Dave: Then people are like, "No, no, no. We want it beautiful, fully isolated, separated, encapsulated, but they all work together in unison."

It's like, "You want Hawaii. There's only one Hawaii, man." [Laughter] There are maybe two, three Hawaiis out there, and these islands, to get them to work together is very difficult. It's not just that easy.

Chris: I see. Yeah.

Dave: Hawaii. People want Hawaii.

Chris: Yeah.

Dave: Everyone wants Hawaii.

Chris: Maybe the islands architecture works in that way. I think that more and more frameworks are starting to pick that up as, like, "This little piece of your app might have some JavaScript in it, but it's all kind of like scoped, and it's not an iFrame."

You know how Astro has, "Only load this island when needed"?

Dave: Yeah.

Chris: It has not only the tree shaking and kind of -- What's the other thing that goes along with tree shaking?

Dave: Bad code...?

Chris: Only load it when you need it?

Dave: Oh, like a conditional loading? Yeah.

Chris: Right, and that sometimes is like, "Well, what's the URL? If it's not on that page, then don't load that JavaScript."

But it can go farther than that. It can go, "Is it visible even if it is matching that route?"

Dave: Mm-hmm.

Chris: Is the browser idle? Then can I load it? That type of thing. That type of stuff, I believe, is what has been come to be known as islands architecture.

Knowing that they're all on the same page then doesn't free you up to write in eight different frameworks. Ironically, Astro does help you write in multiple frameworks. Usually, when you're doing that, the best practice is that all the JavaScript is being stripped away. It's just a different way to generate HTML. [Laughter]

Dave: Yeah.

Chris: I know that's a lot to digest there, folks. Yeah. Rafael, I'd say that micro front-ends is not a trend that's super caught on. Dave listed out the caveats pretty well to it there that you better have a pretty strong model in place before you even start thinking about that.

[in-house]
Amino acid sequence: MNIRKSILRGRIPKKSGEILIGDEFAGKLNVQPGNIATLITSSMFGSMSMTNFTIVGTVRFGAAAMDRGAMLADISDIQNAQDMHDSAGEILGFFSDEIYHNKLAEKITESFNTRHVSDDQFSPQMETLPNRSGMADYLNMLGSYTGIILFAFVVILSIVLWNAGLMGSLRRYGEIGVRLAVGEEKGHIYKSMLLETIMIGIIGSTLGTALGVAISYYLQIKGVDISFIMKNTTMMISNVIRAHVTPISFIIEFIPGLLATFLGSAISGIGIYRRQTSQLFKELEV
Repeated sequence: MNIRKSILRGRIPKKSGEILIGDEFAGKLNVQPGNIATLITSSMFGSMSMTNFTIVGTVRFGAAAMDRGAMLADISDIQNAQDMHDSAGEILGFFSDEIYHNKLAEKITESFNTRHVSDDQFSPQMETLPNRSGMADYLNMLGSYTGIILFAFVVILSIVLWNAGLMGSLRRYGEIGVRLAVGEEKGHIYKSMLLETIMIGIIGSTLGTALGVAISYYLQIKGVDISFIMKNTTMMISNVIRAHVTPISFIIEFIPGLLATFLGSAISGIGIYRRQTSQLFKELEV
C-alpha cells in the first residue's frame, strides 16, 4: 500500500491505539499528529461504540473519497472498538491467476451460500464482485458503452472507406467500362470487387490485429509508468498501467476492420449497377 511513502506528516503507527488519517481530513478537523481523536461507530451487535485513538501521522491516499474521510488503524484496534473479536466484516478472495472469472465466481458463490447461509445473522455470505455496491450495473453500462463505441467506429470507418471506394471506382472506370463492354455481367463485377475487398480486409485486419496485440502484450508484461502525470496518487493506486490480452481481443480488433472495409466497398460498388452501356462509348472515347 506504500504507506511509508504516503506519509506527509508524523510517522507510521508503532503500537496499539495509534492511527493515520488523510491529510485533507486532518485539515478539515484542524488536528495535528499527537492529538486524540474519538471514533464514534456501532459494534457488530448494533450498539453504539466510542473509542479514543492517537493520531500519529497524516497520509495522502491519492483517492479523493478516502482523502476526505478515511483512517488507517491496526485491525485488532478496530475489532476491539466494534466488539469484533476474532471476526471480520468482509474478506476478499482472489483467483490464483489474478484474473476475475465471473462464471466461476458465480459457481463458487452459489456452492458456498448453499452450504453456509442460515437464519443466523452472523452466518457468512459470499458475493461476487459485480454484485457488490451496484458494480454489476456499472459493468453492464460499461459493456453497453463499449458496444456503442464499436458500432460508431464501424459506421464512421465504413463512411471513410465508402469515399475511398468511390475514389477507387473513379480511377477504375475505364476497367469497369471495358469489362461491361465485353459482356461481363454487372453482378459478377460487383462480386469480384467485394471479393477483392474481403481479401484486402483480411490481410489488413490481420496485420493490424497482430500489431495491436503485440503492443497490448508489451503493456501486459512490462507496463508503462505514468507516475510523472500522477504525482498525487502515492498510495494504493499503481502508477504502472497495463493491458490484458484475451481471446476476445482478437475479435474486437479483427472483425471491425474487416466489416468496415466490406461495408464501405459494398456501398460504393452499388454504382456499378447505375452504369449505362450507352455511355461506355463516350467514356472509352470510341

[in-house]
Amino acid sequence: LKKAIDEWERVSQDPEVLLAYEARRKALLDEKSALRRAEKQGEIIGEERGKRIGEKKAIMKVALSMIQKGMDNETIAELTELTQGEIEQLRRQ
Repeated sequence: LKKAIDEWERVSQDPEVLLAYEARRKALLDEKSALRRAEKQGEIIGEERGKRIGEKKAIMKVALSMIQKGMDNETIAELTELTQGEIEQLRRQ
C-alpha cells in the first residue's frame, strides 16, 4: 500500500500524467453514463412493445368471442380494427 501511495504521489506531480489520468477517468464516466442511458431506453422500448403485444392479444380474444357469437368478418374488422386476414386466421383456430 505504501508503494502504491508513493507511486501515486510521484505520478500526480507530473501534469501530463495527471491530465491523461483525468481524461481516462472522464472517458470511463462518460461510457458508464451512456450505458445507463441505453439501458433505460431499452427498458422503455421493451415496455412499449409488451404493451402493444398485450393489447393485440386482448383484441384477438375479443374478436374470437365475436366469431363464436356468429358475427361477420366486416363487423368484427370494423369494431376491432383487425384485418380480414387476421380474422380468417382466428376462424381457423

Dave: Yeah. I think you need it, or else it's just chaos.

Chris: Mm-hmm.

Dave: Then every project, every micro, every page of your app you hop in to work on is fully fricken' different. No thanks.

Chris: [Laughter]

Dave: This one is with Bootstrap. This one is with Tailwind. This one is in Adonis. This one is in -- no way.


Chris: It's one of those things. You know how Jeremy Keith talks about there are two classes of tools? There are tools that help the developer and then there are tools that ultimately get shipped to users.

Dave: Mm-hmm.

Chris: Something like jQuery, that ended up being user-facing because it literally has to be downloaded by users.

Dave: Mm-hmm.

Chris: It's a different class where he would consider Sass just a developer-only facing tool because we use the tool, but what ultimately goes to the user is CSS. The user is not influenced by the tool. Even though - whatever - it kind of is a little bit because, for example, you could write some gnarly ass Sass and ship some gnarly CSS to users. Then it's like, "Hey, well, Sass really is affecting users," but that's just a caveat. I think he's right on, generally, with that distinction - in a way.